“They have an advantage on us in that they have some really high, high-end players,” Carvel said. “That goal that Knies scored, that’s ridiculous. He looked like Auston Matthews. He grabbed the puck, dropped it at his feet and it’s in the top shelf. What do you do?”
After chances in both ends of the ice in overtime, freshman Aaron Huglen, who was recently placed on the right wing with Knies and Meyers, dug out a puck behind the UMass net and centered it for Meyers, who scored on a rising shot to end it.
“I thought we played really well in the overtime. We had our chances,” said Minutemen captain Bobby Trivigno. “They had their chance and they buried it … Tonight was one of those nights when our effort was there.”
Gophers coach Bob Motzko admitted that he had been wanting to add Huglen to that line for a time, but with the Gophers rattling off nine wins in a row, he was hesitant to mess with the lineup. After a loss to Michigan in the Big Ten tournament’s title game, the coach re-set things slightly.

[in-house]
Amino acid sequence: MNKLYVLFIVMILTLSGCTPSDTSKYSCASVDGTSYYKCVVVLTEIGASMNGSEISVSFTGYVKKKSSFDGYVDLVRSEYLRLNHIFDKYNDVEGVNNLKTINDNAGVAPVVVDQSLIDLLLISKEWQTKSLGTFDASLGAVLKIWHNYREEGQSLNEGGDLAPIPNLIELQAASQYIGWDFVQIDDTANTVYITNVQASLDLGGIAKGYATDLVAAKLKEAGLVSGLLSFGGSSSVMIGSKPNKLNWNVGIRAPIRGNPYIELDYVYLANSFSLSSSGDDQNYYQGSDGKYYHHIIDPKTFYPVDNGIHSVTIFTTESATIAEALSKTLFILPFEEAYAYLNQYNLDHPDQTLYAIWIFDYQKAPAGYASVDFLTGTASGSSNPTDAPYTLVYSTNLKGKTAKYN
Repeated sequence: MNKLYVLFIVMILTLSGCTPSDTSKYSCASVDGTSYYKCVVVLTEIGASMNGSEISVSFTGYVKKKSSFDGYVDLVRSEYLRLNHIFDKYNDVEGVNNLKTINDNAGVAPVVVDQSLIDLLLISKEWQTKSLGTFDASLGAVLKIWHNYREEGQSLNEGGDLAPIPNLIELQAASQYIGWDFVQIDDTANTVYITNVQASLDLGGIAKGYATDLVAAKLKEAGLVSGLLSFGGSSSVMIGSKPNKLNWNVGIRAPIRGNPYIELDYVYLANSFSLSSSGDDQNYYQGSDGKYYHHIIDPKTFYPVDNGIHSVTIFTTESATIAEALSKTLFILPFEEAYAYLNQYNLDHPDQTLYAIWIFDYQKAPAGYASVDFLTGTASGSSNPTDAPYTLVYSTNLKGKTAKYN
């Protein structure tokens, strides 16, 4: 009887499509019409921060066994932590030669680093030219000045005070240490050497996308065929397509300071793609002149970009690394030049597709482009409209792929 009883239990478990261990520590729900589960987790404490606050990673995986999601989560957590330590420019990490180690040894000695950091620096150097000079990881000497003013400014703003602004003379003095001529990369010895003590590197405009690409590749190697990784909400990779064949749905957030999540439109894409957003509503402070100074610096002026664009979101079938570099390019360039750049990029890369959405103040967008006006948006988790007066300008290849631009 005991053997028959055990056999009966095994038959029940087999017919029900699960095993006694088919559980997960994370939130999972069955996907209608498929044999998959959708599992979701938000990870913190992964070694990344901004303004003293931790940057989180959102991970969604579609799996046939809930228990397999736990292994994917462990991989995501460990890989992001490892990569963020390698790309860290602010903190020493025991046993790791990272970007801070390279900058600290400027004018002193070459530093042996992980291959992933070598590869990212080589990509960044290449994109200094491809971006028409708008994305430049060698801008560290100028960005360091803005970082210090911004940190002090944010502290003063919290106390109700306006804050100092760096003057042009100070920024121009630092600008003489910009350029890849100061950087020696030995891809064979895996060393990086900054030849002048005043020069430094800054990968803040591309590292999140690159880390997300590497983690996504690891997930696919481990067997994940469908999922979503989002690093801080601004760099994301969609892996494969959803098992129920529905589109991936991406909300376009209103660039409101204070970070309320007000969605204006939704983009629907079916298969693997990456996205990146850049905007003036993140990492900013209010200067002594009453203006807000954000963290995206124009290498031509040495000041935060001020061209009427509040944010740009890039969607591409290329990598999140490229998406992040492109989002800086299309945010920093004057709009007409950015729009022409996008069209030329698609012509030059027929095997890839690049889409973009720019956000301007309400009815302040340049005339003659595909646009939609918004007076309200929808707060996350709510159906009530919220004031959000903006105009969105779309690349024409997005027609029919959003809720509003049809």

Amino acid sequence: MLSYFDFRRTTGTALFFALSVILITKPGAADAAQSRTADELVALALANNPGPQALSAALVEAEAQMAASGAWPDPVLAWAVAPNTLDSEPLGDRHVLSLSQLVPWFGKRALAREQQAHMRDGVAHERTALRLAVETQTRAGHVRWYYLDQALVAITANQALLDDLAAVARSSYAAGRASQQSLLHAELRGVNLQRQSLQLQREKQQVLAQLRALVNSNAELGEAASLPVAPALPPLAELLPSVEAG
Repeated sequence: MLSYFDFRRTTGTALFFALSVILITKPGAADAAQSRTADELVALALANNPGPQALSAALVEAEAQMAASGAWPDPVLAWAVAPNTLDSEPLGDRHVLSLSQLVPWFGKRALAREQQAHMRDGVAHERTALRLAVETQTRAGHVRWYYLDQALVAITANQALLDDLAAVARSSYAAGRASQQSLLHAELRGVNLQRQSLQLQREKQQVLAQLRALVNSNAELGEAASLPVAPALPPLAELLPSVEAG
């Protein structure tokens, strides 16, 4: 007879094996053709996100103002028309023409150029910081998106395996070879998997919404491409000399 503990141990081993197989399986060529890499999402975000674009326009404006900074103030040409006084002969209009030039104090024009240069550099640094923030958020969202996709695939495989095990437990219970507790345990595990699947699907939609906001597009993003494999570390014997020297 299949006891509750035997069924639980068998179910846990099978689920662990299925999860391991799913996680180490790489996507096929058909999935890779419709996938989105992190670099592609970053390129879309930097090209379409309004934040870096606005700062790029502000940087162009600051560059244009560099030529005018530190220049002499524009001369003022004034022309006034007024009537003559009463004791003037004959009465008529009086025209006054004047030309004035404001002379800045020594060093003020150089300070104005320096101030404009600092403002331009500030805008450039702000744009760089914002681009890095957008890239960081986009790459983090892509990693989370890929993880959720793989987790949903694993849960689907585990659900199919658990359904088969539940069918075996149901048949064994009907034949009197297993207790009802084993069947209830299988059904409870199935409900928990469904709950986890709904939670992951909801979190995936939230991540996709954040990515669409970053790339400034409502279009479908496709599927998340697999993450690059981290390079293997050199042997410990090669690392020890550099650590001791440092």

“We were on a winning streak in February. I didn't change lines but I kind of wanted to give them some size,” Motzko said, praising Huglen for his growth as a rookie. “He's really strong now and all that was the reason that we slid him over there, when we finally lost a game. We hadn’t lost in a while till last week and you know. Right now looks like a good decision.”
The Gophers suffered the classic double whammy in the first period when Johnson was called for cross checking. Before Minnesota could get control of the puck and force a whistle, the Minutemen sent Matt Murray to the bench for an extra attacker and sent a shot through traffic and past Close. There was a lengthy review of the play, as a UMass attacker’s skates were in the crease but officials ruled he did not impede the goalie, and the goal stood.
Less than a minute later on the power play, a shot went off Wait’s skate and slid past Close to double the UMass lead. Again the play was reviewed, and again the goal stood for a 2-0 Minutemen lead.